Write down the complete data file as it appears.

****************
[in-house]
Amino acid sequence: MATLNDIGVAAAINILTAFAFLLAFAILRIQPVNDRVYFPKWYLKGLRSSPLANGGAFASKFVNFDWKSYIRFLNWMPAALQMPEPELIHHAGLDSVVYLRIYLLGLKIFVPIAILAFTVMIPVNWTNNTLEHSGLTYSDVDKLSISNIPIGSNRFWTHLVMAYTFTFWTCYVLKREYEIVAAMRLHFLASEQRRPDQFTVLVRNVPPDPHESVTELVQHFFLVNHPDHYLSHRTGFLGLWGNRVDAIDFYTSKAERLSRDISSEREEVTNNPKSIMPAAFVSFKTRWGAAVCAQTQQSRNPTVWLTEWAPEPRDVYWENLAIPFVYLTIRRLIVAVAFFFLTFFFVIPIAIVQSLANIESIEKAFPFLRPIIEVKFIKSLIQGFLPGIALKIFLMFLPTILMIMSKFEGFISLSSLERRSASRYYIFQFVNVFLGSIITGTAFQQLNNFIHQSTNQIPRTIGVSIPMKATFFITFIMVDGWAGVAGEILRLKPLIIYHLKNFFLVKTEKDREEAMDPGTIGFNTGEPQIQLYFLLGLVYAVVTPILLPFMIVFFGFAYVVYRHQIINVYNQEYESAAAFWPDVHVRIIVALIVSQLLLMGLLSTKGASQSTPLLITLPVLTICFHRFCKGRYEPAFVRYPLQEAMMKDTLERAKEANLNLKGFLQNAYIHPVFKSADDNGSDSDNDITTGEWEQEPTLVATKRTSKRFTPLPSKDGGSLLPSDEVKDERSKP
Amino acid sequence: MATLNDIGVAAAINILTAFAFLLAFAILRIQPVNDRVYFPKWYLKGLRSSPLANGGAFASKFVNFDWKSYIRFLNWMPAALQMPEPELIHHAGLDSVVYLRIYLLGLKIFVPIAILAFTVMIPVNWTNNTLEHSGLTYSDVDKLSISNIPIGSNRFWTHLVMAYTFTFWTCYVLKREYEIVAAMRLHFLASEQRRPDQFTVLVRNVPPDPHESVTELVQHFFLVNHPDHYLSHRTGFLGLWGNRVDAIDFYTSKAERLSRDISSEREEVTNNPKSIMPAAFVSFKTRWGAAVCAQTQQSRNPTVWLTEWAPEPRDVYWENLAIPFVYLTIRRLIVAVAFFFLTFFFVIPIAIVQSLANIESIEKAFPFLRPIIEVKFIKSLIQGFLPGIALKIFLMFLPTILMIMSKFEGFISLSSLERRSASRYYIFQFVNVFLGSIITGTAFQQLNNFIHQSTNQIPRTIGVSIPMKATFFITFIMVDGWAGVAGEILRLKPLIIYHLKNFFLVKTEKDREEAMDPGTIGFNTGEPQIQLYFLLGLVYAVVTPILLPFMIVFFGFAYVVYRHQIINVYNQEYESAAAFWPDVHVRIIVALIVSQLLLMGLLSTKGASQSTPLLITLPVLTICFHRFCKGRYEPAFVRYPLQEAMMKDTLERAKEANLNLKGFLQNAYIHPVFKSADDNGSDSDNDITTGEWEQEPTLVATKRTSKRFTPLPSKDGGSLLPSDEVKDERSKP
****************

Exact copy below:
[in-house]
Amino acid sequence: MATLNDIGVAAAINILTAFAFLLAFAILRIQPVNDRVYFPKWYLKGLRSSPLANGGAFASKFVNFDWKSYIRFLNWMPAALQMPEPELIHHAGLDSVVYLRIYLLGLKIFVPIAILAFTVMIPVNWTNNTLEHSGLTYSDVDKLSISNIPIGSNRFWTHLVMAYTFTFWTCYVLKREYEIVAAMRLHFLASEQRRPDQFTVLVRNVPPDPHESVTELVQHFFLVNHPDHYLSHRTGFLGLWGNRVDAIDFYTSKAERLSRDISSEREEVTNNPKSIMPAAFVSFKTRWGAAVCAQTQQSRNPTVWLTEWAPEPRDVYWENLAIPFVYLTIRRLIVAVAFFFLTFFFVIPIAIVQSLANIESIEKAFPFLRPIIEVKFIKSLIQGFLPGIALKIFLMFLPTILMIMSKFEGFISLSSLERRSASRYYIFQFVNVFLGSIITGTAFQQLNNFIHQSTNQIPRTIGVSIPMKATFFITFIMVDGWAGVAGEILRLKPLIIYHLKNFFLVKTEKDREEAMDPGTIGFNTGEPQIQLYFLLGLVYAVVTPILLPFMIVFFGFAYVVYRHQIINVYNQEYESAAAFWPDVHVRIIVALIVSQLLLMGLLSTKGASQSTPLLITLPVLTICFHRFCKGRYEPAFVRYPLQEAMMKDTLERAKEANLNLKGFLQNAYIHPVFKSADDNGSDSDNDITTGEWEQEPTLVATKRTSKRFTPLPSKDGGSLLPSDEVKDERSKP
Amino acid sequence: MATLNDIGVAAAINILTAFAFLLAFAILRIQPVNDRVYFPKWYLKGLRSSPLANGGAFASKFVNFDWKSYIRFLNWMPAALQMPEPELIHHAGLDSVVYLRIYLLGLKIFVPIAILAFTVMIPVNWTNNTLEHSGLTYSDVDKLSISNIPIGSNRFWTHLVMAYTFTFWTCYVLKREYEIVAAMRLHFLASEQRRPDQFTVLVRNVPPDPHESVTELVQHFFLVNHPDHYLSHRTGFLGLWGNRVDAIDFYTSKAERLSRDISSEREEVTNNPKSIMPAAFVSFKTRWGAAVCAQTQQSRNPTVWLTEWAPEPRDVYWENLAIPFVYLTIRRLIVAVAFFFLTFFFVIPIAIVQSLANIESIEKAFPFLRPIIEVKFIKSLIQGFLPGIALKIFLMFLPTILMIMSKFEGFISLSSLERRSASRYYIFQFVNVFLGSIITGTAFQQLNNFIHQSTNQIPRTIGVSIPMKATFFITFIMVDGWAGVAGEILRLKPLIIYHLKNFFLVKTEKDREEAMDPGTIGFNTGEPQIQLYFLLGLVYAVVTPILLPFMIVFFGFAYVVYRHQIINVYNQEYESAAAFWPDVHVRIIVALIVSQLLLMGLLSTKGASQSTPLLITLPVLTICFHRFCKGRYEPAFVRYPLQEAMMKDTLERAKEANLNLKGFLQNAYIHPVFKSADDNGSDSDNDITTGEWEQEPTLVATKRTSKRFTPLPSKDGGSLLPSDEVKDERSKP